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Digital developments in focus
| 3 minutes read

Is cookie enforcement crumbling? No, the ICO warns

Companies that fail to include a “reject all” button in their website cookie banners are “breaking the law” and risking regulatory enforcement, a senior figure from the ICO has cautioned.  In a recent interview with MLex, the ICO’s Deputy Commissioner, Stephen Bonner, said that “the ICO is paying attention in this area and will absolutely issue fines if we see organisations are not taking that seriously and taking steps”.

Wasn’t the UK saying goodbye to cookie banners?

This statement may come somewhat as a surprise to those who saw the headlines surrounding the UK government’s proposals for reforming the legislative treatment of cookies, the press release for which noted the UK government’s aim to “reduce annoying cookie pop-ups". 

Under the Data Protection and Digital Information (No. 2) Bill (the “Bill”), which is currently at the report stage in the House of Commons, requirements for cookie banners are to be eased (see our blog post for further information on changes to cookies rules, and our blog post for further information on the Bill).

In particular, the Bill expands the exemptions from consent requirements for cookies beyond only “strictly necessary” cookies to include non-intrusive analytics cookies (subject to certain conditions, including the user being given information about the processing and an opportunity to object). The Explanatory Notes to the Bill explain that such cookies “are considered to present a low risk to people’s privacy”. This proposal therefore seeks to put on statutory footing the ICO’s existing enforcement treatment of analytics cookies – the ICO’s current guidance suggests that it is unlikely to take formal action in cases involving first-party analytics cookies.

And, while this proposal only relaxes in part existing cookie rules, the Bill contemplates doing away with cookie banners altogether: it proposes to empower the secretary of state to issue regulations requiring providers of services, such as web browsers, to allow users to set lasting privacy preferences on a one-off basis, rather than having to do so via pop-ups for each website they visit.

However, for those companies thinking that cookie enforcement may be falling off the ICO’s enforcement agenda, Bonner has confirmed that the ICO continues to monitor for – and is prepared to exercise its enforcement powers in relation to – cookie non-compliance.

UK and EU alignment

The ICO’s confirmation that it is monitoring compliance in this area reflects recent regulatory trends in the EU. On 18 January 2023, the EDPB adopted a report prepared by its Cookie Banner Task Force, to ensure a consistent regulatory approach between European data protection authorities (“EU DPAs”) to cookie enforcement.  This followed a string of major cookie enforcement actions by EU DPAs, most notably the enormous fines issued by France’s CNIL to Facebook and Google (see our blog post), and stemmed from the hundreds of complaints concerning cookie banners filed with various EU DPAs by Max Schrem’s privacy campaign group, noyb.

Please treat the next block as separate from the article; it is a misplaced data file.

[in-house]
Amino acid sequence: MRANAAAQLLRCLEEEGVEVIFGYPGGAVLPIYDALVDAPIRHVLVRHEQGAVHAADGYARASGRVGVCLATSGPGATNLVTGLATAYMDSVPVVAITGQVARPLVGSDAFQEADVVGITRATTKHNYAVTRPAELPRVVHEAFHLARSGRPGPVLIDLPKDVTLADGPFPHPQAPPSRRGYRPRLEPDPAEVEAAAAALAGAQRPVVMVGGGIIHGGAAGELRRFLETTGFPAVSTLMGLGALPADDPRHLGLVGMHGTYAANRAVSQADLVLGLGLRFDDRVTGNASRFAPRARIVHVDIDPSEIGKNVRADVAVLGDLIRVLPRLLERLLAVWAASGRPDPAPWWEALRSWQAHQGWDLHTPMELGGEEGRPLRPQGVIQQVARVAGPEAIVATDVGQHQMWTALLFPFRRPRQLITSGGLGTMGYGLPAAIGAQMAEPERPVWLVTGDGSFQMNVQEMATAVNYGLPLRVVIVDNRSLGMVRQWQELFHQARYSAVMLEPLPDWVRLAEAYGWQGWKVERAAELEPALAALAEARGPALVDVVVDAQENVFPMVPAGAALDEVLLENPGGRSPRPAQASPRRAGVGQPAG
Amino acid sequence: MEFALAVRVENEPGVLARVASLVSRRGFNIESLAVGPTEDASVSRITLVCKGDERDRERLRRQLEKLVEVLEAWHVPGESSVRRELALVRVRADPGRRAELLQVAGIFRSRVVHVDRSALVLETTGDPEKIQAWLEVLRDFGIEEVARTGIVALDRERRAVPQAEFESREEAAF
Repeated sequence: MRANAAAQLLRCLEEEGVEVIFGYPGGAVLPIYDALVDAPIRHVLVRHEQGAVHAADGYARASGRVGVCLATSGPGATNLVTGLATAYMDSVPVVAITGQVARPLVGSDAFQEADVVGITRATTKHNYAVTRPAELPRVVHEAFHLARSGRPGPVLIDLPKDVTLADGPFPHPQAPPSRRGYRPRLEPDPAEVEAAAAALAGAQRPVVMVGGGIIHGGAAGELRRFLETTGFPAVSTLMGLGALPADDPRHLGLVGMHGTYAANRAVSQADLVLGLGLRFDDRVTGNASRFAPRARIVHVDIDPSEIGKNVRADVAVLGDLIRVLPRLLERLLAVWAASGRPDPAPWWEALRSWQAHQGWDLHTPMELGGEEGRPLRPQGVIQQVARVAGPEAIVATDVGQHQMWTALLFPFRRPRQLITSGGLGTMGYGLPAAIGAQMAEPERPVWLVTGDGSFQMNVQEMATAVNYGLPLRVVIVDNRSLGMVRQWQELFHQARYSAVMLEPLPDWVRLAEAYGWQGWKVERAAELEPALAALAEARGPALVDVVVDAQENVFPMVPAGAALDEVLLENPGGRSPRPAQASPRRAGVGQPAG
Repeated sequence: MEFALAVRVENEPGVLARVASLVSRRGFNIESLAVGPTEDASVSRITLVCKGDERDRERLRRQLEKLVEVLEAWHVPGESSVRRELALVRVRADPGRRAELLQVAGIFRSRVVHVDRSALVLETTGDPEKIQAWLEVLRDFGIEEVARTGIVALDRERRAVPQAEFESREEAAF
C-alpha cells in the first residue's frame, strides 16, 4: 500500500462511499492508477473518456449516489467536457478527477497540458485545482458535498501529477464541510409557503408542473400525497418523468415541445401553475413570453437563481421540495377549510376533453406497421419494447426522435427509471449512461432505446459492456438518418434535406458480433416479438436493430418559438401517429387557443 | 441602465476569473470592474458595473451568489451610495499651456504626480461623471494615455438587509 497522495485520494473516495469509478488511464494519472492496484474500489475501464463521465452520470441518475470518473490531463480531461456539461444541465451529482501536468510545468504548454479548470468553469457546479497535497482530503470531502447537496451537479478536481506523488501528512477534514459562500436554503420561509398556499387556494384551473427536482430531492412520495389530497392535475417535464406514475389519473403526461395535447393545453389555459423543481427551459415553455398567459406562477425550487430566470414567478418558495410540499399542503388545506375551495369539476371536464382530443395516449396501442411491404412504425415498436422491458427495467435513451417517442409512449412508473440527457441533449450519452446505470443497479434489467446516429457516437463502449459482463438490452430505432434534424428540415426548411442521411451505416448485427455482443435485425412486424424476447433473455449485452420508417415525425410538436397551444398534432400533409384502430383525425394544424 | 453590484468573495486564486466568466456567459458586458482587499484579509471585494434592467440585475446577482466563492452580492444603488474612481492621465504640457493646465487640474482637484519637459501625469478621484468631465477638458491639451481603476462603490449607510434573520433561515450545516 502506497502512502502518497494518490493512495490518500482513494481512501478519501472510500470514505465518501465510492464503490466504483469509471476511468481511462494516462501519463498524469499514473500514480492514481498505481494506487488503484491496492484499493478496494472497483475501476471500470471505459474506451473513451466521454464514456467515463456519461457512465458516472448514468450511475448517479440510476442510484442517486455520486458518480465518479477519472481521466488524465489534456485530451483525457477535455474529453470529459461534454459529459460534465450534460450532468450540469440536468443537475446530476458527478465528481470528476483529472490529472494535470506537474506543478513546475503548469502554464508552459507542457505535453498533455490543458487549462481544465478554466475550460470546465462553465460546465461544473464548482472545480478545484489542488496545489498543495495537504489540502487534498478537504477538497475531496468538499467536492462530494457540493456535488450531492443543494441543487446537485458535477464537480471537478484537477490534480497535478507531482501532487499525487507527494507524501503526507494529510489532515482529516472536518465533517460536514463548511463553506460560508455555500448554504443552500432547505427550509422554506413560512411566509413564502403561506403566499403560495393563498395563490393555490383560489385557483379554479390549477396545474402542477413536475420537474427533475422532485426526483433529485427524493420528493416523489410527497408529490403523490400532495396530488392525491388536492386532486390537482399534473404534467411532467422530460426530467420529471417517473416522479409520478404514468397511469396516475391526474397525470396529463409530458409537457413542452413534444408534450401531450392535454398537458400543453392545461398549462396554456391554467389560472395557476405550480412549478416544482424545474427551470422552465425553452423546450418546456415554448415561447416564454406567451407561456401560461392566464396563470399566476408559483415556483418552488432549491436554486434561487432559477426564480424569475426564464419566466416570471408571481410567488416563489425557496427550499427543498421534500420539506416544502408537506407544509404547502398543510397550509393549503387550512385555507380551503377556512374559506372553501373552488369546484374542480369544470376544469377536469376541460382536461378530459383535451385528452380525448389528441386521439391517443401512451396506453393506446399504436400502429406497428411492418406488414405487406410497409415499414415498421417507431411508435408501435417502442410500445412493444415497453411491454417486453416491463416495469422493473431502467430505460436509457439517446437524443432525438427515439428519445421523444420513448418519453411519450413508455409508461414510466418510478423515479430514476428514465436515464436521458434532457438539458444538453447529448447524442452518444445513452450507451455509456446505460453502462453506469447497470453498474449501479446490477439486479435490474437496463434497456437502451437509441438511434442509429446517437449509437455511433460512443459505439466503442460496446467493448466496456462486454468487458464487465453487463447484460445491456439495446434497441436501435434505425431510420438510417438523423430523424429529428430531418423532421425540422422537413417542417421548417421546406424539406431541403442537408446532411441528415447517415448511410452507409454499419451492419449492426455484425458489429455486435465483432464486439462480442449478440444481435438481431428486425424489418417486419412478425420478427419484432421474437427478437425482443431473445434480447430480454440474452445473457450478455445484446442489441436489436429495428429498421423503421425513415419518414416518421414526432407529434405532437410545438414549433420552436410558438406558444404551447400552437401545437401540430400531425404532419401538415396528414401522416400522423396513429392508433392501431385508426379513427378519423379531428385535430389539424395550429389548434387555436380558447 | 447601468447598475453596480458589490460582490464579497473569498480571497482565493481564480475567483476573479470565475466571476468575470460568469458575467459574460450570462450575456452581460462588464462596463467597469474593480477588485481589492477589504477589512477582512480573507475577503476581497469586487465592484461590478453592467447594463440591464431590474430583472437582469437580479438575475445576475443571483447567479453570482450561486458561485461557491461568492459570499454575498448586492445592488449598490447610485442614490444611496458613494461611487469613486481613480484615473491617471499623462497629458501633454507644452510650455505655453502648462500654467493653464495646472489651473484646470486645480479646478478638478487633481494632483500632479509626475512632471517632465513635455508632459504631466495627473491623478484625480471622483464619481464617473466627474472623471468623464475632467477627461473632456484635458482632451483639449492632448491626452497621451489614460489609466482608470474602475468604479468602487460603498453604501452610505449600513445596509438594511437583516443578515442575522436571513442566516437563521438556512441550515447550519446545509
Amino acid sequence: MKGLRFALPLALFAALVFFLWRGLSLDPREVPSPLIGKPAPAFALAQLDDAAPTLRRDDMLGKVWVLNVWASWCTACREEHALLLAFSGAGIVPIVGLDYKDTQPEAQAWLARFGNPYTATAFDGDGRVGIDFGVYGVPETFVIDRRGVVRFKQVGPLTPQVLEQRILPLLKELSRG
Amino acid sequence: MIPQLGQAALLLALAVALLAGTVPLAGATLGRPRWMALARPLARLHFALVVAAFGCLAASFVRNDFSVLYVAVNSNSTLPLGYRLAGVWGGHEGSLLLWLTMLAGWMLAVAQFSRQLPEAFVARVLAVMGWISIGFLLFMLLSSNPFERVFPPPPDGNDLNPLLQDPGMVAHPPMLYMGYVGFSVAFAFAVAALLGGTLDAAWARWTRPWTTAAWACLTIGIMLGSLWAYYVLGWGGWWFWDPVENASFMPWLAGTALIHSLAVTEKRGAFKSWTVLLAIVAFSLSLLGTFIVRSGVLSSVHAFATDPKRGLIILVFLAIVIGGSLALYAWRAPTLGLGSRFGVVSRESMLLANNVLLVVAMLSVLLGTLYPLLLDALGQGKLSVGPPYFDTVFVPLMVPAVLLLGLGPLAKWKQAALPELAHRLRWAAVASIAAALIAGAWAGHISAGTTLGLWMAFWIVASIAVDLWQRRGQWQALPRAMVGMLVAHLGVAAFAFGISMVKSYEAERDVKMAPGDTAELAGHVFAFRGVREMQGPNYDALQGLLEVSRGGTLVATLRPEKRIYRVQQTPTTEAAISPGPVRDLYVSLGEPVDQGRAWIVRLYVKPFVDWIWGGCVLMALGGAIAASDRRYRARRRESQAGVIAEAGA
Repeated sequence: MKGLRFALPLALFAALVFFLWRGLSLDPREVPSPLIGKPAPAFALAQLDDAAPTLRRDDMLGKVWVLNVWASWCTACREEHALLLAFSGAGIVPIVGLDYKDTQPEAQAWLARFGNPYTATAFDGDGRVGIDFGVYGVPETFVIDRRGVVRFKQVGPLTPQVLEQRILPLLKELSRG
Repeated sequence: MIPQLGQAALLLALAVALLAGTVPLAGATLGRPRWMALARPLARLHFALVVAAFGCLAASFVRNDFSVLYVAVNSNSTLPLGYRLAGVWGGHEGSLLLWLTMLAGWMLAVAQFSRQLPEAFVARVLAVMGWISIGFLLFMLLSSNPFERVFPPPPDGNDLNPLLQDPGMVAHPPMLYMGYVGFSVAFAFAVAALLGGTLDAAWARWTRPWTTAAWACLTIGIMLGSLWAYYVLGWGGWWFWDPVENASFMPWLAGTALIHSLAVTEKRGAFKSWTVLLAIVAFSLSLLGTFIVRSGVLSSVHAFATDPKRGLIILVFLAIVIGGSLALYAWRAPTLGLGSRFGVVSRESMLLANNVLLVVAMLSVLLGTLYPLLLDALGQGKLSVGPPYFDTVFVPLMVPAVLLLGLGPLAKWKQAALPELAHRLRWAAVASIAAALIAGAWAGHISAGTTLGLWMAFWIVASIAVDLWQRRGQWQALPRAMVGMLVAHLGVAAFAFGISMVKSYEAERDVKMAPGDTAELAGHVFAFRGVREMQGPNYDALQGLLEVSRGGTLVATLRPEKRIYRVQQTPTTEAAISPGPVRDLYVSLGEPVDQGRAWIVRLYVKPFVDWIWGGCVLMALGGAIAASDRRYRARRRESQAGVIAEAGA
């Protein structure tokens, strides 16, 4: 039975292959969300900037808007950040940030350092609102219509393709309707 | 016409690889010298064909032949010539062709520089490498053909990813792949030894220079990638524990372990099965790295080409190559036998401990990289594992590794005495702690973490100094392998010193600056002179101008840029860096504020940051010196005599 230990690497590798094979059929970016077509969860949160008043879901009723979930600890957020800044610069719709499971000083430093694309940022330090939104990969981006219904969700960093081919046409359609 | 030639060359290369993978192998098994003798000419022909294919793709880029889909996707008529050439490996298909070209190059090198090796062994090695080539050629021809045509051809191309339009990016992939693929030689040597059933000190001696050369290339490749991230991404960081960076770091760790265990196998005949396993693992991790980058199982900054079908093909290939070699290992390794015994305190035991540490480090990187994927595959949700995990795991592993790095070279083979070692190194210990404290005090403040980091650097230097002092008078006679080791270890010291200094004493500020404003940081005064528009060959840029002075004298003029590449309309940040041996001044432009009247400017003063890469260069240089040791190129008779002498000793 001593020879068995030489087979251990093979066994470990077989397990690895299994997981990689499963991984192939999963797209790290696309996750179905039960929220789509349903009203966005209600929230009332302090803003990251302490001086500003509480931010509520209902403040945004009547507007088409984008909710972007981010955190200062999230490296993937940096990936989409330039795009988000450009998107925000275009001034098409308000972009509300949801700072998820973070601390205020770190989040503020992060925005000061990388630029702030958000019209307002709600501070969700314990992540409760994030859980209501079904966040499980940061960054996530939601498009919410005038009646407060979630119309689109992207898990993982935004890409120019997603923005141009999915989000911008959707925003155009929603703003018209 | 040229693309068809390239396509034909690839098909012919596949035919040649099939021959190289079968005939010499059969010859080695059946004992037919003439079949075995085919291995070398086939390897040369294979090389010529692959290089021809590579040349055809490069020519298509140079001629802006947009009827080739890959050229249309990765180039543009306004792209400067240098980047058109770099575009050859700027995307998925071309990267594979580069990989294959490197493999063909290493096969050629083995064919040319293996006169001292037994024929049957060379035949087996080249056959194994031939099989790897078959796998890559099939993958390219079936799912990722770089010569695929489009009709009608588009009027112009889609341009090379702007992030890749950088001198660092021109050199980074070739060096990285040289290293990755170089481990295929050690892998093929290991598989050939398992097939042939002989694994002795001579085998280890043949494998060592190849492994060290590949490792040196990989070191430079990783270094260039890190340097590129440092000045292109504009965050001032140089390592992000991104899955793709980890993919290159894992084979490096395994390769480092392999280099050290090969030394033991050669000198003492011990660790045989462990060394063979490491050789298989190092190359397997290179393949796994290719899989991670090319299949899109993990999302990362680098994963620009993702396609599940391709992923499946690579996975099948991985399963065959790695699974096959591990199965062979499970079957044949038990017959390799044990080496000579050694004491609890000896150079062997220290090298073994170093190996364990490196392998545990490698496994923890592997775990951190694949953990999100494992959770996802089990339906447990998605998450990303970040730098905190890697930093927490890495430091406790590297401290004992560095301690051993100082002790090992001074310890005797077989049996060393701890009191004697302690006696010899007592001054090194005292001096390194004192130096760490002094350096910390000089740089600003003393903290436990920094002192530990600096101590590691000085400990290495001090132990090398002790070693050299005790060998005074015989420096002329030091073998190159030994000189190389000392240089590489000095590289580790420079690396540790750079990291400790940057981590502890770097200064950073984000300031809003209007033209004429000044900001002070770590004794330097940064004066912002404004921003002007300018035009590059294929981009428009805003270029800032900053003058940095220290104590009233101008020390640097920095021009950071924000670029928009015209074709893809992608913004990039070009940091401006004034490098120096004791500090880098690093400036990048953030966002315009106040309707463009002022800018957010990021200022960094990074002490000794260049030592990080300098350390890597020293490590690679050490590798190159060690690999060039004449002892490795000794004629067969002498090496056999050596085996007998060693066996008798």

Bonner’s statements also indicate that the ICO has similar concerns to EU DPAs when it comes to cookies, particularly that cookie banners should provide clear choices to users: one of the key findings of the EDPB’s report was that the “vast majority” of EU DPAs consider the absence of a “reject all” button to be an infringement of privacy regulations. 

Similarly, in 2022, when Google announced it would be including a “reject all” button in its cookie banners (which was introduced following a specific direction from CNIL – see our blog post), the ICO welcomed this move and Bonner noted that the ICO would “quite possibly” have fined Google had Google not done so.

Finally, it is worth noting that the Bill’s cookie consent exemptions are largely aligned with changes proposed at EU level under the draft ePrivacy Regulation, albeit this piece of (long-delayed) EU legislation is not expected to be implemented before end-2023. In any event, it’s unlikely that many cross-border companies are planning to redesign their cookies banners in anticipation of the Bill’s passage; for such companies, EU privacy rules will likely remain the high water mark to meet.


While we have yet to see major cookie enforcement action by the ICO, Bonner is clear that the ICO takes cookie compliance seriously – and, if the Bill is passed in its current form, the ICO’s fining powers for cookie non-compliance will be significantly increased. Fines are currently limited under the UK’s Privacy and Electronic Communication Regulations (which govern cookie enforcement) to £500,000 but the Bill proposes to raise this to the GDPR limit of the higher of £17.5m or 4% of global annual turnover. Bonner’s warning, then, is a timely reminder that companies should check their cookie compliance now to avoid being a target for regulators and campaigners alike.